New shingles vaccine available in Vancouver

Clinical trials show Shingrix 97 per cent effective in most older adults

The medical director of Vancouver Coastal Health’s travel clinic says a new shingles vaccine recently approved in Canada offers more benefits than Zostavax, the drug approved more than a decade ago.

“You can give Shingrix to people who are immune compromised because it’s a killed vaccine, not a live one,” says Dr. Suni Boraston.

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That means the vaccine is safe for people living with cancer, who have taken high doses of Prednisone or who’ve had a kidney transplant.

Shingles, also known as herpes zoster, is caused by a re-activation of chicken pox. So anyone who’s had that childhood disease is in danger of contracting the virus again, but this time with a vengeance. The chicken pox virus can lay dormant for years, but typically returns in people 50 and older. More than 130,000 Canadians are diagnosed with shingles each year and the majority of them are seniors.

For the lucky ones, shingles symptoms can be as minor as a rash and slight pain, but for others the results can be devastating and debilitating. Severe complications of shingles can include blisters and extreme nerve pain even after those sores have healed, vision loss, flesh-eating disease and neurological problems. Shingles can also increase the risk of heart attack and stroke.

Boraston says the current vaccine Zostavax is about 54 per cent effective against shingles and 67 per cent against the pain, while Shingrix is 97 per cent effective for many older adults. She adds it’s also thought Shingrix will provide life-long immunity, but since the new vaccine has only been around for four years, that’s yet to be confirmed — Zostavax offers about five years of protection. Shingrix was approved in Canada in October 2017 for use in adults aged 50 years and older.

But, Boraston says, there’s no need to run out and get Shingrix if you’ve recently had the Zostavax vaccine.

“Don’t waste your money,” says Boraston, who has had the Zostavax vaccine. “Zostavax is good for five years.”

Neither of the vaccines are cheap. At the Vancouver Coastal Health travel clinic, Shingrix is $300 for the two-part vaccine — the doses are given two to six months apart for $150 a visit. Meanwhile Zostavax, which can be administered at a pharmacy within B.C., costs between $200 and $240 including tax and dispensing fees. Boraston says anyone who has recently received Zostavax, but is still eager to have the Shingrix vaccine, should wait at least eight weeks.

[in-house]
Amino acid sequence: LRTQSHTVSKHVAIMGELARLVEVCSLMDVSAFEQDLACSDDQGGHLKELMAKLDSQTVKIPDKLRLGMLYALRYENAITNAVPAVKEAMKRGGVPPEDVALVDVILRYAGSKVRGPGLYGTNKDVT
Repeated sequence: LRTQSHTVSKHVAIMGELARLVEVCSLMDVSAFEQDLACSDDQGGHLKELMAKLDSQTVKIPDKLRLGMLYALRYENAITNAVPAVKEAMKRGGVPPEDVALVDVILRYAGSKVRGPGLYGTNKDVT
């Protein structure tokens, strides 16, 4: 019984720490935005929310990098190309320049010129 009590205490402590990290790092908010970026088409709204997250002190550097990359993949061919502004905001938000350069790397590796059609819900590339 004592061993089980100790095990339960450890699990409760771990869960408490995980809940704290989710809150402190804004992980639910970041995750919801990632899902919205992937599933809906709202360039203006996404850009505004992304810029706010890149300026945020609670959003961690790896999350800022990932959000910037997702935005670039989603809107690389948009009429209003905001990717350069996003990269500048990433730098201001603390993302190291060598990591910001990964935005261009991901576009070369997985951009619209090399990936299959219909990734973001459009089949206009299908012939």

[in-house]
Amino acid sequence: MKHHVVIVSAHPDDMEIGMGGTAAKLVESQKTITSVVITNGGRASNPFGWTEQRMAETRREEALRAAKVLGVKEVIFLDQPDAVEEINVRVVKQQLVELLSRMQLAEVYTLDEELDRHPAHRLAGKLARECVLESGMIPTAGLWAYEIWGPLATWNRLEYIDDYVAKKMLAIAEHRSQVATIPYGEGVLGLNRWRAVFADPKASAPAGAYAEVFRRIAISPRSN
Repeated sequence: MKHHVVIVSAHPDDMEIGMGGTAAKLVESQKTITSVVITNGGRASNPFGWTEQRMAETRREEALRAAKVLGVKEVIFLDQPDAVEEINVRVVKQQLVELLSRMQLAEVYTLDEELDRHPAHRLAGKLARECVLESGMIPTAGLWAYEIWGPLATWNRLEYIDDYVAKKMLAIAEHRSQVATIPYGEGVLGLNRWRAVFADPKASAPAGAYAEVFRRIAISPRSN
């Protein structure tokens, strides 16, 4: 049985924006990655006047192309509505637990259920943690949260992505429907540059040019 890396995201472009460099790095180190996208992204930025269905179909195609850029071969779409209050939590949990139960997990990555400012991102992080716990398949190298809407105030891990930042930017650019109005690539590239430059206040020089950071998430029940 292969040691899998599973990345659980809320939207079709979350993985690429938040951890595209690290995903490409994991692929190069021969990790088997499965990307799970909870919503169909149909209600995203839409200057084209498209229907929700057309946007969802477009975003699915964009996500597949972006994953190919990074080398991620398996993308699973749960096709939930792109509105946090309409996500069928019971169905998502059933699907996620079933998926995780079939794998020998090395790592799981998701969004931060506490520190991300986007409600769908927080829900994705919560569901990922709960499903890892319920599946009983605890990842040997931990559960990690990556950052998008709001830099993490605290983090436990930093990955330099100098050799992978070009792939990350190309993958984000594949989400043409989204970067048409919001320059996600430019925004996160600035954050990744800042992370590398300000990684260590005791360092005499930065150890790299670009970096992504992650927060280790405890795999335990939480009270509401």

According to GSK Vaccines, the creators of Shingrix, the approval was based on three clinical trials evaluating the drug’s efficacy, safety and immunogenicity involving more than 37,000 participants at 31 trial sites — more than 2,100 of the trial volunteers were from across Canada. The results of the trial showed that in healthy adults between the ages of 50 and 69, Shingrix reduced the likelihood of shingles by 97 per cent, compared with 70 per cent for Zostavax. In the 70 to 79 age group, the vaccine was 91 per cent effective compared to 41 per cent for Zostavax, and in the 80 and older group, the drug was 91 per cent effective versus 18 per cent for Zostavax. Boraston says a common side effect of Shingrix is pain at the injection site.

At this time the only province that provides Zostavax at no charge to seniors aged 65 to 70 is Ontario. In response to questions from the Courier about funding the drug, the B.C. Ministry of Health said once Health Canada has approved a vaccine, there are other levels of review that must take place before a vaccine is included in B.C.’s public immunization program. Once a vaccine is available in Canada, the National Advisory Committee on Immunization reviews it and makes recommendations to the provinces and territories. When the committee has reviewed and made recommendations and supply and pricing information has been attained, B.C.'s own Communicable Disease Policy Advisory Committee, led by the Office of the Provincial Health Officer, will make its recommendations to the government for a decision to include or exclude this vaccine from the provincial immunization program.

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